September 28, 2013
869 pounds of drugs turned in
Biannual pharmaceutical collection held in C’ville, Marathon
CORTLANDVILLE — Two collection sites for unwanted medications gathered 869 pounds of drugs from 332 vehicles on Saturday in Marathon and Cortlandville.
About 100 cars stopped at the Cortlandville Fire Station in the first hour of the drug collection, which used a drive-thru format, with volunteers collecting the pills out participants’ car windows.
A second location collecting was in front of Marathon High School, which ran from 9 a.m. to noon. The Cortlandville collection was held from 9 a.m. until 1 p.m.
The drug take-back accomplishes two important objectives, said Kimberly McRae Friedman, director of Cortland Prevention Resources, which organized the event.
“First and foremost it gets these medications off the street,” Friedman said. “Also, it protects the water supply.”
Some people flush excess pharmaceuticals down the toilet. Even throwing the prescription drugs into the garbage usually ends with them being thrown into landfills, where they might still contaminate water due to runoff and leaching into soil.
Concerns over water safety were the reason that Georgette Ogle stopped by to drop off unwanted pharmaceuticals. Ogle had never been to one of the drug take back events but said she would “definitely” do so again.
“So I don’t end up putting them in the water supply,” Ogle said when asked about the benefits of the collection.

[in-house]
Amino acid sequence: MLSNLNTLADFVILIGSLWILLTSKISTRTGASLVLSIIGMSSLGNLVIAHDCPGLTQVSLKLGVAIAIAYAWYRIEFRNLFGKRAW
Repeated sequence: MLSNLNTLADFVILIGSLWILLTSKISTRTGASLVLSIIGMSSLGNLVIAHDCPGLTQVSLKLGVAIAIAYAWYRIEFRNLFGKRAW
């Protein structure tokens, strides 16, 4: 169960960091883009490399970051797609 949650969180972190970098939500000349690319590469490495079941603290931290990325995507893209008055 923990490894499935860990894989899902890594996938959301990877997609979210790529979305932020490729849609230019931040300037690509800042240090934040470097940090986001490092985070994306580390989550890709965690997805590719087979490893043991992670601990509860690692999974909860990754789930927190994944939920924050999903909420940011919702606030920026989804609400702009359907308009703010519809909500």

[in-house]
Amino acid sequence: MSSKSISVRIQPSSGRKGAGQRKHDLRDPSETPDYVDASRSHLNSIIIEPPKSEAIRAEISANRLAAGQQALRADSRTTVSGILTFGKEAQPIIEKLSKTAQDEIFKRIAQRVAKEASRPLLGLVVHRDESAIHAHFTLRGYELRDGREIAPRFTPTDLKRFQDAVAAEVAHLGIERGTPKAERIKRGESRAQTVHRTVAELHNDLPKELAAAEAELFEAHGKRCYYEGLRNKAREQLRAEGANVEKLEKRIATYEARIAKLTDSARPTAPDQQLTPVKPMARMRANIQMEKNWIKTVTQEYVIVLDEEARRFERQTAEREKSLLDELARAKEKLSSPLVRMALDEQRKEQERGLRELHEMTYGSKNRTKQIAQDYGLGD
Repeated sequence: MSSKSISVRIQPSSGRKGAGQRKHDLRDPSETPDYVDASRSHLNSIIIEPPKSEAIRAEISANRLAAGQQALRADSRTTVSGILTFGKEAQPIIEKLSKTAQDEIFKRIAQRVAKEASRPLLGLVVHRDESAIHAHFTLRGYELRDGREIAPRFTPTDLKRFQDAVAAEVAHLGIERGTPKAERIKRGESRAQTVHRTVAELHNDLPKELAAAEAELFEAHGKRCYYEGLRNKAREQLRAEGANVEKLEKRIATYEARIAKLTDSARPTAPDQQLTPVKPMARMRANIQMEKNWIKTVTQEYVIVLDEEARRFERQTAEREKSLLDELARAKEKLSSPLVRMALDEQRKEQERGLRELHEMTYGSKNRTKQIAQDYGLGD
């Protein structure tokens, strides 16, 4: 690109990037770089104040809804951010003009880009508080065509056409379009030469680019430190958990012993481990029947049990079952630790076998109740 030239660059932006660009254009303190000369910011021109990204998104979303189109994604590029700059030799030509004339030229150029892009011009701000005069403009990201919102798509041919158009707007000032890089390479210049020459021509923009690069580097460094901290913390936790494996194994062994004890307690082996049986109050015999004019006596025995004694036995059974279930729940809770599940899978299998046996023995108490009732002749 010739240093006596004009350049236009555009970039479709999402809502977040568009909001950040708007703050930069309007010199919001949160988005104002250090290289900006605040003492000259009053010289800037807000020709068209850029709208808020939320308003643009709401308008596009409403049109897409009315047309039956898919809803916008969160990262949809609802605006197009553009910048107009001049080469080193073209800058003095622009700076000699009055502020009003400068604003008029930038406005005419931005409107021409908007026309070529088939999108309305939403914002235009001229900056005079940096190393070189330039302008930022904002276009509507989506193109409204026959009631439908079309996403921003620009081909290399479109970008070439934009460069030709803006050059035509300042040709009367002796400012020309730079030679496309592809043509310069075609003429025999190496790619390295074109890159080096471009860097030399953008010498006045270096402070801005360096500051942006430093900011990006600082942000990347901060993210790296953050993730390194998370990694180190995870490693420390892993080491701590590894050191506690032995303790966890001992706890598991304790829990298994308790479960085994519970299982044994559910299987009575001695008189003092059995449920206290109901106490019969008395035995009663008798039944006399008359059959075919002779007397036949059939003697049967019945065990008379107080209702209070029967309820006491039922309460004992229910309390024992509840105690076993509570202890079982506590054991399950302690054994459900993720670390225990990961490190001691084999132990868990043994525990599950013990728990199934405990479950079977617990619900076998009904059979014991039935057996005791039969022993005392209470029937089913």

All of the medication collected on Saturday was taken to the Oswego County Energy Recovery incinerator in Fulton. Friedman said the pharmaceuticals were incinerated by 4 p.m. the same day they were collected.
A variety of different medications turned up at the event as well as some common medicine cabinet items such as deodorant and toothpaste. Pharmacist Fred Lutz was helping to document the different medications, some of which arrived in resealable sandwich bags and other unmarked containers.
Mary Ray, who attended the event to drop off medication, was especially excited that the event took a wide variety of products.
“I think it’s awesome people can dispose of their pills, animal pills and ointments,” Ray said. “They can do it somewhere safe and secure where it won’t get out into the environment.”
Lutz said the event is as accommodating as possible when accepting medication.
Some categories, such as controlled substances, cancer medication and antibiotics were among the most common.
“The controlled substances are mainly pain medication,” Lutz said.
Another common find were samples of medication given to patients by doctors without a prescription that were never used. At one point an entire shopping bag full of samples was turned in.
A majority of the medication dropped off was either expired or drugs someone was prescribed but stopped using or never used, according to Lutz.
“Most of the people that come through are over the age of 50,” Friedman said.
The biannual event is held once in the spring and fall. Begun in 2009, the medication disposals are only held twice a year because of the permits and logistics required to hold the event, according to Friedman.
The pharmaceutical take back in April collected over 1,000 pounds of medication from 307 cars.
The next pharmaceutical collection will be held April 26, with one location at the Cortlandville fire station from 9 a.m. until 1 p.m. and the other at the Cincinnatus fire station from 9 a.m. to noon.
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